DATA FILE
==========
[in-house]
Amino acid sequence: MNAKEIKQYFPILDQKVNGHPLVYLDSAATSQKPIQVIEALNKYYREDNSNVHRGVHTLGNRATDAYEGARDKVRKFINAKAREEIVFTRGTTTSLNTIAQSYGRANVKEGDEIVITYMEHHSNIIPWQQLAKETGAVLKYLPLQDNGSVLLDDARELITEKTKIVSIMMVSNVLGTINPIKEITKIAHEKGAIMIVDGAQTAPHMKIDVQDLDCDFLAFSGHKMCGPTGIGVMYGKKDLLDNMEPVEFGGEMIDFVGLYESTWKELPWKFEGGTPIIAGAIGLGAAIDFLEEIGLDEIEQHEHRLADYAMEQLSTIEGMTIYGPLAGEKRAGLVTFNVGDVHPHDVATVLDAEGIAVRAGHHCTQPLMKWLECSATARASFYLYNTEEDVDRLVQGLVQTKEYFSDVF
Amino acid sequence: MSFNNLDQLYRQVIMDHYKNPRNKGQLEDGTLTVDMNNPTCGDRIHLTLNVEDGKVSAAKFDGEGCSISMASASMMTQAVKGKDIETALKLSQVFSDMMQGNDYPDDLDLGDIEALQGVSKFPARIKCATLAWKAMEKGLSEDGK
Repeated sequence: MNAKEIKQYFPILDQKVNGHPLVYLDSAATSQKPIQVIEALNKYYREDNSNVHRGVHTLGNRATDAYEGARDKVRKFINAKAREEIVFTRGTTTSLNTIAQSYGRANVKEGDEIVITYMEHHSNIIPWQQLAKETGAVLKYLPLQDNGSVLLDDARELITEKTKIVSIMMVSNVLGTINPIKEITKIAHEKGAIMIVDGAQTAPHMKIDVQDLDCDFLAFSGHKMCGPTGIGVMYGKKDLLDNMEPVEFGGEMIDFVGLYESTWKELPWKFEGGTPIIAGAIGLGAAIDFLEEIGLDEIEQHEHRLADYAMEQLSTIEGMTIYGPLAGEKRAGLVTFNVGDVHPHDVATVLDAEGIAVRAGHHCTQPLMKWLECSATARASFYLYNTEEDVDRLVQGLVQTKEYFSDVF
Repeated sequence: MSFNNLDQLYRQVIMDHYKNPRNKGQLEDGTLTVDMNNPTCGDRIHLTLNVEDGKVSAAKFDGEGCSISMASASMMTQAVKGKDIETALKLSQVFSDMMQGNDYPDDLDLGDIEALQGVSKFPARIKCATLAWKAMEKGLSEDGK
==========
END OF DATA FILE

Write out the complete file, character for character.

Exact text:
[in-house]
Amino acid sequence: MNAKEIKQYFPILDQKVNGHPLVYLDSAATSQKPIQVIEALNKYYREDNSNVHRGVHTLGNRATDAYEGARDKVRKFINAKAREEIVFTRGTTTSLNTIAQSYGRANVKEGDEIVITYMEHHSNIIPWQQLAKETGAVLKYLPLQDNGSVLLDDARELITEKTKIVSIMMVSNVLGTINPIKEITKIAHEKGAIMIVDGAQTAPHMKIDVQDLDCDFLAFSGHKMCGPTGIGVMYGKKDLLDNMEPVEFGGEMIDFVGLYESTWKELPWKFEGGTPIIAGAIGLGAAIDFLEEIGLDEIEQHEHRLADYAMEQLSTIEGMTIYGPLAGEKRAGLVTFNVGDVHPHDVATVLDAEGIAVRAGHHCTQPLMKWLECSATARASFYLYNTEEDVDRLVQGLVQTKEYFSDVF
Amino acid sequence: MSFNNLDQLYRQVIMDHYKNPRNKGQLEDGTLTVDMNNPTCGDRIHLTLNVEDGKVSAAKFDGEGCSISMASASMMTQAVKGKDIETALKLSQVFSDMMQGNDYPDDLDLGDIEALQGVSKFPARIKCATLAWKAMEKGLSEDGK
Repeated sequence: MNAKEIKQYFPILDQKVNGHPLVYLDSAATSQKPIQVIEALNKYYREDNSNVHRGVHTLGNRATDAYEGARDKVRKFINAKAREEIVFTRGTTTSLNTIAQSYGRANVKEGDEIVITYMEHHSNIIPWQQLAKETGAVLKYLPLQDNGSVLLDDARELITEKTKIVSIMMVSNVLGTINPIKEITKIAHEKGAIMIVDGAQTAPHMKIDVQDLDCDFLAFSGHKMCGPTGIGVMYGKKDLLDNMEPVEFGGEMIDFVGLYESTWKELPWKFEGGTPIIAGAIGLGAAIDFLEEIGLDEIEQHEHRLADYAMEQLSTIEGMTIYGPLAGEKRAGLVTFNVGDVHPHDVATVLDAEGIAVRAGHHCTQPLMKWLECSATARASFYLYNTEEDVDRLVQGLVQTKEYFSDVF
Repeated sequence: MSFNNLDQLYRQVIMDHYKNPRNKGQLEDGTLTVDMNNPTCGDRIHLTLNVEDGKVSAAKFDGEGCSISMASASMMTQAVKGKDIETALKLSQVFSDMMQGNDYPDDLDLGDIEALQGVSKFPARIKCATLAWKAMEKGLSEDGK